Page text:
Northern Utah reservoirs are full, El Niño to bring another wet winter
After years of drought and Utah’s reservoir bath rings continually lowered, this year’s record snowfall has filled almost all of the state’s reservoirs as snow continues to melt in the highest elevations.
The Utah Department of Natural Resources reports nearly all of the reservoirs along the Wasatch Back are at or above capacity. Echo Reservoir near Coalville checks in at 98% full. Rockport is at 101%. Jordanelle is reported at 99% full. Smith and Morehouse is at 103% and Deer Creek measures at 98%.
Strawberry Reservoir at the top of the water chain in Wasatch County is at almost 88% and Current Creek Reservoir is at 96%.
Looking at the capacity of the state’s man-made lakes, except for Lake Powell and Flaming Gorge, the figures jumped from a low of about 43% in November 2022 to nearly 84% full by mid-June 2023.
Meanwhile, following three years in a La Niña pattern, the National Oceanic and Atmospheric Administration reports El Niño has returned. KUTV meteorologist Chase Thomason says the weather phenomenon is expected to get stronger as the colder months approach, producing another wet winter.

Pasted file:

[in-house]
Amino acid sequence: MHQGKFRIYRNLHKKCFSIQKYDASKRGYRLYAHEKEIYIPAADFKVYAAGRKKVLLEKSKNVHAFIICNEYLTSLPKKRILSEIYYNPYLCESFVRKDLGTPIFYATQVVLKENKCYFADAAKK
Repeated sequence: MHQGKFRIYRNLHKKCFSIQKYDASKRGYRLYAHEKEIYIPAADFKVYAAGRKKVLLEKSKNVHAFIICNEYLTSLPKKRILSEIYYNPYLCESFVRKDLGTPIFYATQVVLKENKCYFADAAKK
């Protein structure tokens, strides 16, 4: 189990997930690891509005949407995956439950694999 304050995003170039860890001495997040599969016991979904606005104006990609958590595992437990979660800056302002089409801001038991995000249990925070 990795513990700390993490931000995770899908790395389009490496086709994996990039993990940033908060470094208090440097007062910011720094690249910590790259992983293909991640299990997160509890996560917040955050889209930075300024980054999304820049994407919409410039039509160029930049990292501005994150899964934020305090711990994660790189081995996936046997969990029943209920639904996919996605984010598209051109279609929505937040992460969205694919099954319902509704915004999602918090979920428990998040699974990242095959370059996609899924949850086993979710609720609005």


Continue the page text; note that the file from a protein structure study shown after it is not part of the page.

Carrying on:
“There is a slight chance as we head into next winter, that we will have an above normal precipitation year but that also means above normal temperatures," Thomason said. "So, while the lower valleys, say the Wasatch Front, might see more rain than snow, typically we'll still see more snowfall in the Park City and Wasatch Back area when we have strong El Niño years.”
And that means the Wasatch Back could be in for another big winter.
“During an El Niño pattern, with those storms moving in more to the south, we have more of a southwest flow. So, that would actually favor the Wasatch Back more than the Cottonwood Canyons," he said. "Now, the Cottonwood Canyons will always have more snow just because of the nature of the Cottonwood Canyons. However, with the southwest flow, that really helps bring above normal precipitation to Park City in the Wasatch Back.”
This past winter, the La Niña pattern produced Utah’s record-breaking snowfall. Thomason says it was simply an anomaly no one can explain.
“What happened last winter was just one of those random spikes where it doesn't really make any sense in both patterns," Thomason said. "We tapped into all those atmospheric rivers, the jet stream was right over California and Nevada and Utah, and storm after storm just moved in, and it really didn't change for months.”
Even with the possibility of more water coming to Utah, Lake Powell is still 127 feet from full capacity. The good news is the lake is up more than 50 feet since mid-April and Thomason says we should see another 20 feet or so before the snowmelt ends this year.